Thurgood Marshall — who was appointed the first African American Supreme Court Justice fifty years ago and is now the subject of “Marshall,” a new bio-pic starring Chadwick Boseman — liked telling stories. One of his favorite concerned his days as the head of the legal arm of the National Association for the Advancement of Colored People (NAACP) in the 1930s and 1940s representing black clients facing prosecution in the South. He recalled arriving in town one day only to learn that his client had been lynched that afternoon.
Another story concerned some white tourists who were visiting the U.S. Supreme Court and mistakenly entered an elevator that was reserved for the justices. When they saw Marshall, they mistook him for the elevator operator. “First floor, please,” one of them said. “Yowsa, yowsa,” Marshall responded, accentuating his southern accent, then pushed the button. When the elevator reached the first floor, he ushered them out, never letting on that he was a member of the Supreme Court.
Throughout his life, Marshall—the chief architect of the legal strategy to dismantle segregation—was forced to endure such indignities, but he channeled his outrage by battling racism.
As the head of the NAACP’s legal arm, he worked under repressive conditions with limited budgets. His most important victory was the Supreme Court’s Brown v. Board of Education ruling in 1954, which overturned the legality of the long-standing “separate but equal” system of racial segregation governing public education. Marshall’s argument in the case relied on the Fourteenth Amendment, which gave freed slaves “equal protection of the laws.” As one of his clients recalled, “until Marshall came, [that] law was whatever a white lawyer or white policeman or white judge said it was.”
He was already a famous lawyer, and certainly America’s most prominent black attorney, when Lyndon B. Johnson appointed him to the Court first years ago in October 1967.
Marshall grew up in segregated Baltimore, Maryland, where, he recalled, “there wasn’t a single department store that would let a Negro in the front door.” His mother was an elementary school teacher. His father, who had been a Pullman car waiter, worked as a steward at an exclusive, all-white yacht club. In his spare time, Marshall’s father liked to visit Baltimore courtrooms and listen to the cases. He would come home and engage Marshall and his brother in lawyerly arguments. Marshall learned about the US Constitution as a young boy as punishment for being a hell-raiser in school. “Instead of making us copy out stuff on the blackboard after school when we misbehaved, our teacher sent us down into the basement to learn parts of the Constitution,” Marshall recalled, “I made my way through every paragraph.”
Marshall graduated with honors in 1930 from Lincoln University, where he was an outstanding debater. His classmates included entertainer Cab Calloway and writer Langston Hughes. Marshall wanted to attend the University of Maryland’s law school, a few blocks from his home, but it barred blacks. Instead, he went to Howard University Law School in Washington, DC. His mother pawned her wedding and engagement rings to pay the entrance fees, and Marshall commuted each day from Baltimore so he could live at home and save money.
Charles Hamilton Houston, the vice dean, viewed the law school as training “social engineers” who could use the law to challenge segregation. A Harvard Law School graduate, Houston was the first black lawyer to win a case before the US Supreme Court.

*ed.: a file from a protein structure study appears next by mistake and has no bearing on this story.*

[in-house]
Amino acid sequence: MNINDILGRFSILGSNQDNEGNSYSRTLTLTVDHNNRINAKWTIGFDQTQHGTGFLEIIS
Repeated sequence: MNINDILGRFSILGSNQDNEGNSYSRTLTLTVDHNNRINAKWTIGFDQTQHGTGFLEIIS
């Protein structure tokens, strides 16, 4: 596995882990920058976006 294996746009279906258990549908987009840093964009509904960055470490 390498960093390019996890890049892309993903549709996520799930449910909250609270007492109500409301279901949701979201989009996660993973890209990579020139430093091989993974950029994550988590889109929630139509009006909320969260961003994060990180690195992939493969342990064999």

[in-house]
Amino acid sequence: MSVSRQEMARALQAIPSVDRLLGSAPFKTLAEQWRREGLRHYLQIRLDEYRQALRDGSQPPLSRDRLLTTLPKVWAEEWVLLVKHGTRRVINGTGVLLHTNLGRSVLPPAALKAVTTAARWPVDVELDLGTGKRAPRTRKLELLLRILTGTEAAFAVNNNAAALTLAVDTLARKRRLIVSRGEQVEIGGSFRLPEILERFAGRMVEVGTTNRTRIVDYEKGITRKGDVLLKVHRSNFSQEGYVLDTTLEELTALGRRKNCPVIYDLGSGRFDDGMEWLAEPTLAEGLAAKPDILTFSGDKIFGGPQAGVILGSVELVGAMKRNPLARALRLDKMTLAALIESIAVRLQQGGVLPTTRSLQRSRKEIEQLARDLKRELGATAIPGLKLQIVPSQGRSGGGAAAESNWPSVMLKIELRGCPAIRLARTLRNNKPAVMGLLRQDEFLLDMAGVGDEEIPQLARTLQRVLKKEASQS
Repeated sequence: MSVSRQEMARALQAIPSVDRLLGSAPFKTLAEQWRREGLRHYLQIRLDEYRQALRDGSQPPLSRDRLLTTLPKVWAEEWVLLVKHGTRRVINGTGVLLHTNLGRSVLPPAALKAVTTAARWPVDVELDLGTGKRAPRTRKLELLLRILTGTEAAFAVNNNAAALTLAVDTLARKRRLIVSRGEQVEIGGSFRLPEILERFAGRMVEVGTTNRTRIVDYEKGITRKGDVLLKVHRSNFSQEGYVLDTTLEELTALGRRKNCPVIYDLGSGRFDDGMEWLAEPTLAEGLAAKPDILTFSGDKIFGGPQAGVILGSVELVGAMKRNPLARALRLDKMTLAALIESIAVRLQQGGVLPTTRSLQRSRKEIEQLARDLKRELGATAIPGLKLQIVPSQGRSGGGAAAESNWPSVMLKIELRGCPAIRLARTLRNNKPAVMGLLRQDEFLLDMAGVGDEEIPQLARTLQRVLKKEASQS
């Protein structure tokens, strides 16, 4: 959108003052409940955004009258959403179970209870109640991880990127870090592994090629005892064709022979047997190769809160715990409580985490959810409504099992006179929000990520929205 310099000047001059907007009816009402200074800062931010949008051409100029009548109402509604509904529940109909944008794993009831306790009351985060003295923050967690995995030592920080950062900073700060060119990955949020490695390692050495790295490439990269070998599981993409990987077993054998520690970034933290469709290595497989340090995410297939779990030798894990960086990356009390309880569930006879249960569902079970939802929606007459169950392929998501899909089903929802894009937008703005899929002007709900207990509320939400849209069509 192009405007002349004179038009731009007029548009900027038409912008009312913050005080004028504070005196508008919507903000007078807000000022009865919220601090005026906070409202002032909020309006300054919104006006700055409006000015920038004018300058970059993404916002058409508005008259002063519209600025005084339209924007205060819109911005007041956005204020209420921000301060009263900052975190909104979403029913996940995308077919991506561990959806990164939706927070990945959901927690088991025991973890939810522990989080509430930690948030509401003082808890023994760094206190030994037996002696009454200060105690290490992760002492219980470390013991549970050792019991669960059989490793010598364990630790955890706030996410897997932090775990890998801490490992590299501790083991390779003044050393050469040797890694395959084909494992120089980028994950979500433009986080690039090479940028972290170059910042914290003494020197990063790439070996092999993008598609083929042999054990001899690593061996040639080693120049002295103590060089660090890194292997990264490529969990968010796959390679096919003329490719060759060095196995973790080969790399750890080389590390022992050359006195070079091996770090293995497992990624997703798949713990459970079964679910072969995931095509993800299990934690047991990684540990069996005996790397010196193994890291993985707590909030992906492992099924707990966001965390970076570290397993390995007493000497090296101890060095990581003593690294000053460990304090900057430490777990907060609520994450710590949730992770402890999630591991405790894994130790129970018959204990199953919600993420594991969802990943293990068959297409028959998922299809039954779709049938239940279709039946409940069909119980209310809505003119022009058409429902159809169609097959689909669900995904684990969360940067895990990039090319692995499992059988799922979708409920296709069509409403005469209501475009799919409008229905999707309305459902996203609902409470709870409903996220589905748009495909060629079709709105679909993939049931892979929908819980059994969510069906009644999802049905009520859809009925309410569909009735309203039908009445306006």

Marshall graduated at the top of his class and opened a law office in Baltimore, mostly handling civil rights cases for poor clients. He earned a solid reputation as a skilled lawyer, particularly after winning a case (with Houston’s help) before the state court of appeals—Murray v. Maryland in 1936—that challenged the University of Maryland law school’s ban on black students. That year, Houston, by then the NAACP’s lead attorney, recruited Marshall to join the staff, based in New York. Two years later, at age thirty, Marshall became chief counsel when Houston returned to Howard.
With Houston’s help, Marshall recruited a team of brilliant activist lawyers for the NAACP. In contrast to cause lawyers, who defend individuals to advance a progressive cause, like Clarence Darrow and Louis Brandeis, Marshall’s team (renamed the NAACP Legal Defense Fund) became the first public interest law firm devoted entirely to identifying cases that would change society, not just help a particular plaintiff. The team was a laboratory for cutting-edge litigation; its long-term goal was to tear down segregation by finding cases that could set precedents in lower courts and eventually reach the Supreme Court.
Before Marshall arrived at the NAACP, its legal strategy was to make “separate but equal” truly equal by fighting to get equal funding for segregated all-black schools. Marshall abandoned that approach in favor of challenging segregation itself. Some local black lawyers who had handled cases for the NAACP resigned in protest, but Marshall would not back down. He handled many of the cases himself, recruited new lawyers, and traveled around the country, especially the South, looking for plaintiffs for future cases.
He was known for his folksy courtroom style, a tactic to disarm his opponents, who often underestimated him.
As an emissary from the NAACP, Marshall was often at risk of physical harm while traveling in the South. While on the road, he usually stayed in private homes because no hotel, restaurant, or public restroom was open to him. He endured repeated death threats. Once, in Columbia, Mississippi, after an all-white jury acquitted his black clients—a rare occurrence—he was nearly lynched, with the help of local police.
Marshall argued 32 cases before the US Supreme Court and won twenty-nine of them. He won his first Supreme Court case, Chambers v. Florida (1940), at the age of thirty-two. Other landmark victories include Smith v. Allwright (1944), which overthrew the South’s “whites only” primary system, which white southern politicians used to disenfranchise blacks, and Shelley v. Kraemer (1948), in which the Court declared that restrictive covenants barring blacks from buying or renting homes could not be enforced in state courts.